If you have time and inclination, have a look at
ChaosBook.org/~predrag/papers/pubs.html. It is our latest crack on the
noise problem, differs quite a bit from papers 1-3. Word `quantum'
is not mentioned, but something like that should also
perhaps replace Berry-Keating cycle expansion cutoff, and Hermite
basis should be also a natural basis for semi-classical corrections
calculations.
Grateful for any criticisms, references etc.
— *Domenico & Predrag 2009-01-14*

it would be good to check a few things before the referee reports arrive:

- Continuing on discussion with Carl, text from me to you next to numerical estimates of escape rates: “make sure that the noiseless Fredholm determinant is converging super-exponentially, as it should, and that the noisy cycle expansions are not converging to the noiseless answer, as this graph seems to indicate:” —
*Predrag Cvitanovic 2009-03-10 09:16* - Further down you say: “The fact that adding 0110 and 0111 does not change the determinant at all is probably an accident. In the case of the quartic map, the determinant of the optimal partition differs greatly from the one given by the partition immediately simpler, but their leading zeroes only differ by 10^{-5}”
- Can you enter your transition graph, determinant into stoch.tex, isolate the terms that differ from the partition we are currently using, look at their values and geometrical (state space) placement carefully so we understand why they “shadow”? —
*Predrag Cvitanovic 2009-03-10* - I have rewritten ChaosBook chapters "Walkabout: Transition graphs" and "Counting" to include the discussion needed for your thesis, you might have a look at them, see whether they are more helpful now —
*Predrag Cvitanovic 2009-02-20*

My "noisy" papers are always related to 2D quantum systems and although related, are pretty far from your case. On the other hand..

- For a long time my group, especially Eduardo Vergini, has been pushing the idea of 'short periodic orbit quantization', which consists essentially in putting deformed gaussian wave packets with the proper classical phases on selected short (with respect to the Heisenberg time) periodic orbits and using that as a basis in which to look at the dynamics. (You can look at L. Ermann and M. Saraceno,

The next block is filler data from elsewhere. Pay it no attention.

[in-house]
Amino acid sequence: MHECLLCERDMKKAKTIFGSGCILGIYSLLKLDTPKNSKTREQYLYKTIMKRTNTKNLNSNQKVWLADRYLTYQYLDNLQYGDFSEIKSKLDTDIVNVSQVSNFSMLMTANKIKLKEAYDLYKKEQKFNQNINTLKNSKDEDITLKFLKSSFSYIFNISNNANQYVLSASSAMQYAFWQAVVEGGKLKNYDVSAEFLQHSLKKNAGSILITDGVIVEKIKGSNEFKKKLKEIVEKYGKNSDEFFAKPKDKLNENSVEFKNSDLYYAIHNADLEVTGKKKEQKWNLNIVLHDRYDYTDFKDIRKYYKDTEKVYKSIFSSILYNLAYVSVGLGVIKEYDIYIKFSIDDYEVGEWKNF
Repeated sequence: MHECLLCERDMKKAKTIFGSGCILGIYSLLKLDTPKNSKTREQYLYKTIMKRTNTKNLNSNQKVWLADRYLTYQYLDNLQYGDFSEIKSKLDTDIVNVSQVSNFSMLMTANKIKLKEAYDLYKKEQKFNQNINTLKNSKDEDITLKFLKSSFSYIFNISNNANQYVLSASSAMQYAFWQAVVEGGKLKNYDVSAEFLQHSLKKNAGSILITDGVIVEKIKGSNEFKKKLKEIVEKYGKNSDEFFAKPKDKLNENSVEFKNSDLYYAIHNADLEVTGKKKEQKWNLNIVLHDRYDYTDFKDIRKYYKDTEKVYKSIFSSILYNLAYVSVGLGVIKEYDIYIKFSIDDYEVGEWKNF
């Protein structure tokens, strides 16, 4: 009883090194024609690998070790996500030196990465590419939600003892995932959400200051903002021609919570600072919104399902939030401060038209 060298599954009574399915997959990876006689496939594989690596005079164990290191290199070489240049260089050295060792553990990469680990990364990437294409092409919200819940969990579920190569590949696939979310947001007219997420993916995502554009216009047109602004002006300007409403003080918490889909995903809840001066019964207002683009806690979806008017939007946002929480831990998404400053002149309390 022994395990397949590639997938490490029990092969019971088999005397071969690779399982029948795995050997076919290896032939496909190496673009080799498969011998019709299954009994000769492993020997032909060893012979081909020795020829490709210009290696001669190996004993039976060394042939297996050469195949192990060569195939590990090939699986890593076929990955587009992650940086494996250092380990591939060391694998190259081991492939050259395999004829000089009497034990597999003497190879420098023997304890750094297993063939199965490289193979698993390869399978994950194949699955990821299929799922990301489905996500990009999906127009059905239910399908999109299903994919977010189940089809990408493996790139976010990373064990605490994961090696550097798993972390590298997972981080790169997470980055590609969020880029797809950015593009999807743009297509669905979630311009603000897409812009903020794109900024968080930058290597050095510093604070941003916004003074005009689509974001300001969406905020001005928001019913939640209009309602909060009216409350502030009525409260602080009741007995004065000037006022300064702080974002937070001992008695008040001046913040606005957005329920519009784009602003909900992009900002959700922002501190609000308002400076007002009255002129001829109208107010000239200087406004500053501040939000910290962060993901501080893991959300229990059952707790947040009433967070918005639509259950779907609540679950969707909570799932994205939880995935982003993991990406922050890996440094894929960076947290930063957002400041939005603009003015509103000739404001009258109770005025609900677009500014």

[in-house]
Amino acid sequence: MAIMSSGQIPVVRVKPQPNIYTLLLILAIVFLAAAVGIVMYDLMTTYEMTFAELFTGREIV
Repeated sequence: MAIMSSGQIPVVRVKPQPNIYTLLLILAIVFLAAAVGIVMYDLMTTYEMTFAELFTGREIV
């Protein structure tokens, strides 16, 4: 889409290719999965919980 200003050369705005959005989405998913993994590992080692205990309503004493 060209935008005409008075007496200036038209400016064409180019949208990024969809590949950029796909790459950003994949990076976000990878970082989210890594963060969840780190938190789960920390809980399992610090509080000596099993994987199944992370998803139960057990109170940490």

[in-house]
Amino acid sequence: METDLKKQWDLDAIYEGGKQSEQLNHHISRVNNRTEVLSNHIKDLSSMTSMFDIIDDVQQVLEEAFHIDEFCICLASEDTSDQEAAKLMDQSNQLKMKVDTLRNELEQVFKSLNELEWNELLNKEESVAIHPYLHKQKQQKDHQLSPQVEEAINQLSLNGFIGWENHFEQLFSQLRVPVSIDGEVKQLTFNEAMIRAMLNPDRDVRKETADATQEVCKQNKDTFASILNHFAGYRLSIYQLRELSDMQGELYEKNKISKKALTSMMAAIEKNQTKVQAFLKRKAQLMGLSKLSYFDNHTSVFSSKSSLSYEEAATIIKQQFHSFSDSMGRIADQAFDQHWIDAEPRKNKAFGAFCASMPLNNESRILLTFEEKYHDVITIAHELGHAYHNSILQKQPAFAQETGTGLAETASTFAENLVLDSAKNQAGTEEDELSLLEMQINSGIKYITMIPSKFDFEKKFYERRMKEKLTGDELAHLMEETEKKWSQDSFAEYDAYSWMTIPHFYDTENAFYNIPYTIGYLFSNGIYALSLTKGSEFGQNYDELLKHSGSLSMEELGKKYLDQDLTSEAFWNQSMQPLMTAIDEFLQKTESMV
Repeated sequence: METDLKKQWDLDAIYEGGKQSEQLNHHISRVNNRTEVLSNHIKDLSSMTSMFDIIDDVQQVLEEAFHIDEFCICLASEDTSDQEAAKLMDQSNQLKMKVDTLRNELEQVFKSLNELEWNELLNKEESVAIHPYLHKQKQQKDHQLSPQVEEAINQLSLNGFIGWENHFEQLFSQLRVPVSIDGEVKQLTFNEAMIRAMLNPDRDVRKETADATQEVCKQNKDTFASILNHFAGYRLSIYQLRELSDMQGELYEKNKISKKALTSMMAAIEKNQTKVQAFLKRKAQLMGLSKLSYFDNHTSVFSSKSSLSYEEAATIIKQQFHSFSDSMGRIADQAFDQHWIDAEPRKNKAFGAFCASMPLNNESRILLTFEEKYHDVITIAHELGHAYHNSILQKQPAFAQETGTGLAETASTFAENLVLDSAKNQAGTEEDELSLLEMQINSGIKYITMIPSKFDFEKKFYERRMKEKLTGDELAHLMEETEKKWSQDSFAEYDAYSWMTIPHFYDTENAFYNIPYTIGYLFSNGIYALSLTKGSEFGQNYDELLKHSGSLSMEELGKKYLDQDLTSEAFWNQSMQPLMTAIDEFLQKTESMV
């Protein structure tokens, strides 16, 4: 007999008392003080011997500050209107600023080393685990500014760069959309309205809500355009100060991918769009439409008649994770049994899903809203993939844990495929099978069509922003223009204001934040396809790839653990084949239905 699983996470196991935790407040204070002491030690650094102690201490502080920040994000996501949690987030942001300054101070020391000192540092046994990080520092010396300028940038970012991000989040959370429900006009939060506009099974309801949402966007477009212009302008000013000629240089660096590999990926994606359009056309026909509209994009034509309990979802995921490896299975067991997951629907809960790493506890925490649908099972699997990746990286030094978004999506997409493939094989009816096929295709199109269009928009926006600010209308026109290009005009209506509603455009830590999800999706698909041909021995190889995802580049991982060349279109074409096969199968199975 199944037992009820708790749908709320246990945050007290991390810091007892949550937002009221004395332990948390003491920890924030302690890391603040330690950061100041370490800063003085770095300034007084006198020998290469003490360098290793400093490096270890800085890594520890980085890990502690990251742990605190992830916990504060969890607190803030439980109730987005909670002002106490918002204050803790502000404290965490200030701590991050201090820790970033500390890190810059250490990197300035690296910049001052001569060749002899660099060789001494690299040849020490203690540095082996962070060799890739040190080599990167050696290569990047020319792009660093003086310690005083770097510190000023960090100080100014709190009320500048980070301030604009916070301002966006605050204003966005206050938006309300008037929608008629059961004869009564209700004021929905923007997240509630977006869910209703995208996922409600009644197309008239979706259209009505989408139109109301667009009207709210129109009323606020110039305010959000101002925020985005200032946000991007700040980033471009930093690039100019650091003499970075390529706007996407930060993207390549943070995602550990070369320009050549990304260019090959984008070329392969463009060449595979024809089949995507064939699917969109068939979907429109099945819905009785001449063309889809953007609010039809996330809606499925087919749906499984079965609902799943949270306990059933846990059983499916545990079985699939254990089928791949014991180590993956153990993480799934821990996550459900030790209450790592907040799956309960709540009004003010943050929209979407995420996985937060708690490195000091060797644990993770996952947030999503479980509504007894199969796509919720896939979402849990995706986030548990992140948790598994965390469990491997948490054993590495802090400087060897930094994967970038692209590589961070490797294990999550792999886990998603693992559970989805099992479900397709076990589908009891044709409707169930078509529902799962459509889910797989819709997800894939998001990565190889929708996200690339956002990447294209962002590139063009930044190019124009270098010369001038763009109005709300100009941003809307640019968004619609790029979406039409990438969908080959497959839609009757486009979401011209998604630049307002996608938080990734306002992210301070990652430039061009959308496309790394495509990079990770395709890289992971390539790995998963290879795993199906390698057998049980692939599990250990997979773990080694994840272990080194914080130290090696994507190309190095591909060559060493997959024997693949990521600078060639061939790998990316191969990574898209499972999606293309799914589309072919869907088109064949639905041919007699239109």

*A periodic orbit basis for the Quantum Baker Map*, Phys. Rev. E**78**, 036221 (2008), for a nice application to the baker's map). It seems to me that you are doing something similar, albeit with the VERY BIG difference of a 1D dissipative and classical map. - what was very interesting for me about your paper is that the map you are using (with a little rectification of the two branches f_0,f_1) can be easily made 2D and quantized to an open 2D map (of the baker type) (see i.e. Saraceno, Vallejos, Chaos 6 , 193,1996). This is a kind of open map with a lot of current interest (see recent papers by Nonnenmacher, Keating, Wisniacki). I wonder if a basis of deformed gaussian packets would fare as well in the quantum case. We are currently working on various open bakers, and this can be a very attractive idea.

- Next year? (check www.tandar.cnea.gov.ar/grupos/QCG)

— *Marcos Saraceno 2009-01-28*

**Predrag to Marcos**: I have Eduardo Vergini on Domenico and my reading list, but we are way behind. In*2D*Domenico has focused on the Lozi map, but you might be right - your baker maps are easier, he might check the optimal noise partitioning for the hyperbolic case on your models first.

— *Predrag Cvitanovic 2009-01-28 07:44*

I fear the editors of PRL will deem that the average experimental semiconductor or optical physicist will not be able to make sense of this. If so, you could always try Nonlinearity…

**Predrag to Carl**: No reason why an experimentalist should use this - that is not required. We tried mightily to dumb it down, but there are several ideas in it:- noise limits partition refinements
- linearized adjoint Fokker-Planck tells you how
- Fokker-Planck is now a finite matrix
- each cycle point has a well defined width given by the leading Hermite eigenfunction
- Spectrum is given by determinant of the transition graph

*
The paper wants to get the concept of optimal partition, rest is mechanics and cross-checking.
Do you see what we could remove? (rest of your comments as to what to add)
*

- I think the general approach is right, modulo discontinuities as the diffusion constant is varied. This is reminiscent of stability ordering (Dettmann + Morriss, PRL 78, 4201 (1997)), for which smoothing helps (Dettmann + Dahlqvist, PRE 57, 5303 (1998)).
**Predrag to Carl**: Not sure how this will pan out - remember, deterministic D is a fractal function of map parameters, this too might be getting more fractal as function of decreasing D. Dunno.**Carl to Predrag**: My intuition so far suggests gamma is a smooth function of D, despite increasing complexity of cycles.